Date of Award

Fall 2021

Degree Type



College of Nursing

Director of Thesis

Dr. Rhonda Johnson

First Reader

Dr. Robin Dawson

Second Reader

Dr. Robin Dawson


This is a concurrent, mixed methods pilot study that combines quantitative analysis and qualitative observations with the aim of examining the portrayal of childbirth in modern American comedy shows. 38 episodes airing from 2010 to 2020 (n=38) were analyzed according to objective elements of representation (e.g., location of birth, interventions employed, etc.), as well as coded for common themes. Quantitative data revealed that the most represented births in comedy shows on American television from the 2010s were vaginal (82.1%), in the hospital (69.2%), uncomplicated (66%), and represented technological interventions (66%). Qualitative analysis found six main themes: chaos surrounding childbirth; disgust for birth and the physiological changes in female anatomy; reliance on medical providers; lack of modesty and autonomy; futility of non-pharmacological pain management during labor; and dismissal of midwifery and doulas. Overall, these findings align with Robbie Davis-Floyd’s technocratic model of birth (2018). Further research should focus on how these representations on television impact the perceptions of nulliparous young women who want to have children in the future, as well as how birth is portrayed in newer forms of media, including TikTok and birth vlogging on Youtube.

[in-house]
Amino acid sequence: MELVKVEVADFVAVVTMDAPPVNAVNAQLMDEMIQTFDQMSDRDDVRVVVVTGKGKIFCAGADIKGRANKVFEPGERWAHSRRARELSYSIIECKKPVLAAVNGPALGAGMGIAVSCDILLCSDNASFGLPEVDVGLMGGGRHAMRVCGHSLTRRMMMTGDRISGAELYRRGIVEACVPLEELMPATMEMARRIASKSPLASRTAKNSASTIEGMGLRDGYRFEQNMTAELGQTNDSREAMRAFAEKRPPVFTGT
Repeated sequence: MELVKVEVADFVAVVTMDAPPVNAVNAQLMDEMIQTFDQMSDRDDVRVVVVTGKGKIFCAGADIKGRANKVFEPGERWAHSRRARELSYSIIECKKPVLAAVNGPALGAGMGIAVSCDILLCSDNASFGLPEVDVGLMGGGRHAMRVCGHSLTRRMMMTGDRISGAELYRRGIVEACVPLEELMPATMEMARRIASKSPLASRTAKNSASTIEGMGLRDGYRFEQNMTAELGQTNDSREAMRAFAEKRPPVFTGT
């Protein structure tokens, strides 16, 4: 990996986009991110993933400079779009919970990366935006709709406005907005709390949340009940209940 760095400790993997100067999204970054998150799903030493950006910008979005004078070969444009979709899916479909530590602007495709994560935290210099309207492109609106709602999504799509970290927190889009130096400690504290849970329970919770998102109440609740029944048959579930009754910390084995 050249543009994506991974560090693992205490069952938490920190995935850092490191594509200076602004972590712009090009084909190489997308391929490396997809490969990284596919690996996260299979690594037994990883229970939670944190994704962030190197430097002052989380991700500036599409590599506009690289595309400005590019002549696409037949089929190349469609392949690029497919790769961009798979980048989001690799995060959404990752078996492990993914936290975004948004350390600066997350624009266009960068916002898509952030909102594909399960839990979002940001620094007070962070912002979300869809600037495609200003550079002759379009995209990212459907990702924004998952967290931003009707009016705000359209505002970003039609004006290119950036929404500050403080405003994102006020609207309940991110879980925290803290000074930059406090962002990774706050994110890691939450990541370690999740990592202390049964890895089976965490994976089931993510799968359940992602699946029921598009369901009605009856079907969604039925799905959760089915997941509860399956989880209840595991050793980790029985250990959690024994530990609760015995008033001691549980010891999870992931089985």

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© 2021, Emily Smith